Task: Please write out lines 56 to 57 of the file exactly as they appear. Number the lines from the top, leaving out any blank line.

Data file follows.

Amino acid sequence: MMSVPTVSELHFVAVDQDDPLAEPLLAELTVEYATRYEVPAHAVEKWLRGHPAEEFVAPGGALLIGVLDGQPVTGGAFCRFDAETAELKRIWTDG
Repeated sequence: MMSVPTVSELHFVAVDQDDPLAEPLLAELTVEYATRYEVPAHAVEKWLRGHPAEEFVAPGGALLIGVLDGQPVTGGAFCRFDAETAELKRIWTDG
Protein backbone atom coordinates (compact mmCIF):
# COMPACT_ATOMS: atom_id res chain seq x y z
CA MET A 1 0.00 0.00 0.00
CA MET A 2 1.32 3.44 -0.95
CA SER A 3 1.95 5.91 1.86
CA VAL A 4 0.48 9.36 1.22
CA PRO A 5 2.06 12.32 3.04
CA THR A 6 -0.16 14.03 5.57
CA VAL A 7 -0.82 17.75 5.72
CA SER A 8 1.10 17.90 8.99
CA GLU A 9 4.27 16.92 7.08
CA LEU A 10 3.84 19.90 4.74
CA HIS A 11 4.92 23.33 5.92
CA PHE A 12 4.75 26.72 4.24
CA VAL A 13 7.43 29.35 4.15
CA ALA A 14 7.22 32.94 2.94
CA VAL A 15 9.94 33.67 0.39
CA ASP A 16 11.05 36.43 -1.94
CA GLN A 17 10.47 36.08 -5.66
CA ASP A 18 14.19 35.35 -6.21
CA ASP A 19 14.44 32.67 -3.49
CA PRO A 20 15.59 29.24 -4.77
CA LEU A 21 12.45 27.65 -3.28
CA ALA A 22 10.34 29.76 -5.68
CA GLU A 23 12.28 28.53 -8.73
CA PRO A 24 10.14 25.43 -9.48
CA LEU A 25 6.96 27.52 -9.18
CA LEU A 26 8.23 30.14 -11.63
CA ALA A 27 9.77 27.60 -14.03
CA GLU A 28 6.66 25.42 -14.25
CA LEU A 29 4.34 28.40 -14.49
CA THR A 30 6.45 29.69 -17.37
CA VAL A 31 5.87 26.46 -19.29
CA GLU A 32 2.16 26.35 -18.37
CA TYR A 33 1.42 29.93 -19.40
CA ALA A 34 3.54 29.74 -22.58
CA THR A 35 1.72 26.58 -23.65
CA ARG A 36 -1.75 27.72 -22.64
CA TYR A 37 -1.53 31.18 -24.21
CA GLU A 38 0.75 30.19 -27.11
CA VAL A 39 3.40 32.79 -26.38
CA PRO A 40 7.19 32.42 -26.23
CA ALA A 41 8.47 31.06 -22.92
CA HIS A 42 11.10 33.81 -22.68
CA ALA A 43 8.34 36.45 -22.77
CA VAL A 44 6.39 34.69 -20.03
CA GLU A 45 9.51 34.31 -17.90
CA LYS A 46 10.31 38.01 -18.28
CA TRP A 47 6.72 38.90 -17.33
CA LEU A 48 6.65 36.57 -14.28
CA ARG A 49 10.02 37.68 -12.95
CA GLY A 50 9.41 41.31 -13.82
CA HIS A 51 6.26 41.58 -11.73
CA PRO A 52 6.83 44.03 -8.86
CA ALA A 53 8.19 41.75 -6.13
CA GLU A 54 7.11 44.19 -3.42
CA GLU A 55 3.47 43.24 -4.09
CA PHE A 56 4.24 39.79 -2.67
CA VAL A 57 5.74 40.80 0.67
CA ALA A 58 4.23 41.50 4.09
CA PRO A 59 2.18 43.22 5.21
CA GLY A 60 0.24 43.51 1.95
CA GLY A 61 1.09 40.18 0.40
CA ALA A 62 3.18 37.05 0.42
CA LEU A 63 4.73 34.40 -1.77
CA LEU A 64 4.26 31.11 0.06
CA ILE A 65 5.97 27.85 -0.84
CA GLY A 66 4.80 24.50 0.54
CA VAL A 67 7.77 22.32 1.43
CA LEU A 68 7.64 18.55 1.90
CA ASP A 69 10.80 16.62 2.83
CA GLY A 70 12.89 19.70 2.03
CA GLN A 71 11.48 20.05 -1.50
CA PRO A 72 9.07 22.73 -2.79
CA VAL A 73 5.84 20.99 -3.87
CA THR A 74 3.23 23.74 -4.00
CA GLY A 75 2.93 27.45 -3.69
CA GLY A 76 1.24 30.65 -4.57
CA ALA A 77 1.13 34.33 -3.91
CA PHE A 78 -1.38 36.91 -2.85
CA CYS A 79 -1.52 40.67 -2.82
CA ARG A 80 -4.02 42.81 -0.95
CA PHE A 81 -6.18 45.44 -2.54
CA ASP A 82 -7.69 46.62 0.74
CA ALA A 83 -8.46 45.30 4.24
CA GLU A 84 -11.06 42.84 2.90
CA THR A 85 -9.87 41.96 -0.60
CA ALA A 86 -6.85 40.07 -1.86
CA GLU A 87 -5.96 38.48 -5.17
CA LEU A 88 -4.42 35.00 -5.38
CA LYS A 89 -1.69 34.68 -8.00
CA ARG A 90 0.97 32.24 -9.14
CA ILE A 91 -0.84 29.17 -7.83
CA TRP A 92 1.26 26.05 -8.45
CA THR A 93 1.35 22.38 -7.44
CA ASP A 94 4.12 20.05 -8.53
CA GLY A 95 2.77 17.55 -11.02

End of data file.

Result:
CA PRO A 52 6.83 44.03 -8.86
CA ALA A 53 8.19 41.75 -6.13